Item 5: Section § History is not really good: it lacks the information that algebraic geometry was not an autonomous field before the 20th century, and that Hilbert's Nullstellensatz is the fundamental result that allowed the emergence of algebraic geometry as an autonomous field. D.Lazard (talk) 11:11, 30 September 2023 (UTC)[reply]
I must slightly moderate my assertion on the Nullstellensatz as the starting point of algebraic geometry: there are results of algebraic geometry that date from the second half of the 19th century, such as Bézout's theorem and the results of Italian school of algebraic geometry, but, it is the Nullstellensatz that alloved eventually dealing with non-genericity and singular varieties Indeed, Bézout stated his theorem for "general" equations only ("generic" in modern terminology), and Italian geometers studied mainly smooth algebraic surfaces. It is also Nullstellensatz that allowed replacing eventually methods of complex analysis by purely algebraic methods. In summary, my (unsourced) opinion is that Nullstellensatz is the starting point of the separation between complex geometry and algebraic geometry. This is what I meant with the word "autonomous". D.Lazard (talk) 10:58, 1 October 2023 (UTC)[reply]
Thanks for the reply.
1) I think a lot of the introduction would work better moved to later sections. The main issue imo is that currently it's very long (~600 words), mostly consists of namedropping objects/subjects (beginners, the people for whom the introduction is presumably written, will not recognise most of these), and no examples or pictures. I would propose keeping the 1st paragraph, then for the rest carefully picking out the most important/representative examples, and explaining them in examples and/or pictures in a way that e.g. someone just starting a first AG course could get the jist of (or if we choose to include more advanced topics, someone who's just on the edge of being able to learn those). The rest is good, but should be moved to later sections.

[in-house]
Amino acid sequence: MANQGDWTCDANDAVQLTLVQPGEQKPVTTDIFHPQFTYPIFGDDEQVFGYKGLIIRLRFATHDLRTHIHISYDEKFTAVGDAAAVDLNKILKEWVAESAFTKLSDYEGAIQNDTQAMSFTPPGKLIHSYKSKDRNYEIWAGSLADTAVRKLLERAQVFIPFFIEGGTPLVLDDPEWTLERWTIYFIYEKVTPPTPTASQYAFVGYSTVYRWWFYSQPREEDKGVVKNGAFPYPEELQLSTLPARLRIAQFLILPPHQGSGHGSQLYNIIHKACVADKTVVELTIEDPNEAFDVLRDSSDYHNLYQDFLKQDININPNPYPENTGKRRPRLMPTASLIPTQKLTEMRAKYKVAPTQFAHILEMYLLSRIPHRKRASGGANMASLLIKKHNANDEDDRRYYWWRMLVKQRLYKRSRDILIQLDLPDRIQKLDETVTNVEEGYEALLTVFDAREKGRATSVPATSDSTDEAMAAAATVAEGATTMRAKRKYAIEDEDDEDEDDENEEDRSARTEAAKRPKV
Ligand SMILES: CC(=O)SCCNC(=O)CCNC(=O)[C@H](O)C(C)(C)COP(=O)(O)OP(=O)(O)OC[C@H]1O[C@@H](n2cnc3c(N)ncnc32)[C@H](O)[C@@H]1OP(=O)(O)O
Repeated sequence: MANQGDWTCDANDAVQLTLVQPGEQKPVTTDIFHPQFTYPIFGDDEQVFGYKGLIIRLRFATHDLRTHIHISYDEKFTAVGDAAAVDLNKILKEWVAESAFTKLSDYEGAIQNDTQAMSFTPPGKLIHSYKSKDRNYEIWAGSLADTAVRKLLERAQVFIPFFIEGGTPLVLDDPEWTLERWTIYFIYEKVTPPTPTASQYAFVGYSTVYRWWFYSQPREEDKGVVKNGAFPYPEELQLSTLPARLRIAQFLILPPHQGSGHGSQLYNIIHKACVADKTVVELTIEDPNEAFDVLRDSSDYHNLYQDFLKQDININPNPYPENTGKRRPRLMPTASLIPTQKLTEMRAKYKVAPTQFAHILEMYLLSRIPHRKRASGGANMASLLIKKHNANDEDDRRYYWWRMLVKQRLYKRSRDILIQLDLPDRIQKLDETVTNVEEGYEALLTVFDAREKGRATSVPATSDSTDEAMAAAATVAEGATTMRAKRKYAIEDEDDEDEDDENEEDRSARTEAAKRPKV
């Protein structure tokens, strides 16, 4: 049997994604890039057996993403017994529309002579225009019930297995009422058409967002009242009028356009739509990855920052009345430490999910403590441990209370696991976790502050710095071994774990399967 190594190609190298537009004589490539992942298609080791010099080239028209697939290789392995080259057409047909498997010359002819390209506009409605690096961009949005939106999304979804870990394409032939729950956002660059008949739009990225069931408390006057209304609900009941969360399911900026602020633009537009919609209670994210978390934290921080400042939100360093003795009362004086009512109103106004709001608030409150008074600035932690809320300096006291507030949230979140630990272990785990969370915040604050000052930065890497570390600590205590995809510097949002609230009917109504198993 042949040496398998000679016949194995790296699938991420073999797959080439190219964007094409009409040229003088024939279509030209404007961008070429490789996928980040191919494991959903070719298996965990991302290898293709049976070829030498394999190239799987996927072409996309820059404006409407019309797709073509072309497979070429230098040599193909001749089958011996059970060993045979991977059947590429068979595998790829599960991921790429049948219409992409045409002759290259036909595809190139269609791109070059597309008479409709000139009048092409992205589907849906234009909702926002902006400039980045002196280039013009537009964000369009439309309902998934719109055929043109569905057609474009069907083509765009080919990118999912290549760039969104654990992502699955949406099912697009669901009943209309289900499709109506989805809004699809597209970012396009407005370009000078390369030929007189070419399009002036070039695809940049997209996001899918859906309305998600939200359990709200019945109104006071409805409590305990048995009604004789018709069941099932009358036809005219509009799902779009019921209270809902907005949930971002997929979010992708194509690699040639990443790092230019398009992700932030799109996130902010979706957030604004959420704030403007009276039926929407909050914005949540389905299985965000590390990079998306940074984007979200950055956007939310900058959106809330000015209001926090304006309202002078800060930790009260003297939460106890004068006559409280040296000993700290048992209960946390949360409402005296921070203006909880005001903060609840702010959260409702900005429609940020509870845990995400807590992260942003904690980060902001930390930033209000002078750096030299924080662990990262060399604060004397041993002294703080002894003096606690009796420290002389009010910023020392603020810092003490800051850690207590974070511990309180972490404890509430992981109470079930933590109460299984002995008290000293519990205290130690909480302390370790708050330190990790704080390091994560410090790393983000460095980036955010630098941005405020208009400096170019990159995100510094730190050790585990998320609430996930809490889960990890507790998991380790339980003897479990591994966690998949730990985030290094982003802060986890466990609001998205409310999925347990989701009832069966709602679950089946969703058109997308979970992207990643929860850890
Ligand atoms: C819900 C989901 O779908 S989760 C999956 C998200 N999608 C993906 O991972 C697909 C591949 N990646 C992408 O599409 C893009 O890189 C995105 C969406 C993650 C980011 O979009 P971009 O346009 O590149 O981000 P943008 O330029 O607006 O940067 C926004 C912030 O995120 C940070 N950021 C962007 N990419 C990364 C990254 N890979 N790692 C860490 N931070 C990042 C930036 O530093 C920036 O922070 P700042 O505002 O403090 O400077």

2)i) It's good we agree that those sections should be cut.
2)ii) If you're going to the trouble to mention Nullstellensatz, I don't think we're spending much more of our complexity budget by introducing a) the reconstruction of a topological space from its ideals, as a motivator together with the Nullstellensatz to b) the definition of Spec A.
2)iii) Stacks (moduli stacks, examples from geometric rep theory) are such a fundamental part of geometry now that I think at very least they a section later on, though I agree the first post-intro section is probably too soon.
3) OK I agree, how about something more like "most important connections with other subjects" (which is a bit more objective, just take a look at subjects by citation volume), and for these there are often foundational theorems that could or could not be worth discussing. By the way, in the areas of AG that it includes I would suspect the current article does not fit the selection criterion - it's mostly classical and computation AG at the moment, which is extremely far from what the current or historical activity in the subject is/has been. I'm not saying this to criticise the article, rather that if we try to move it more in that direction we're likely to improve it wrt the selection criterion as applied to what areas we cover. n.b. this is where I think we should put a lot of the stuff currently in the introduction.
4) That would be great, I agree!
5) Ah OK, I don't really have much of an opinion on this. Ideally a historian of mathematics could have a look at it. MeowMathematics (talk) 17:36, 2 October 2023 (UTC)[reply]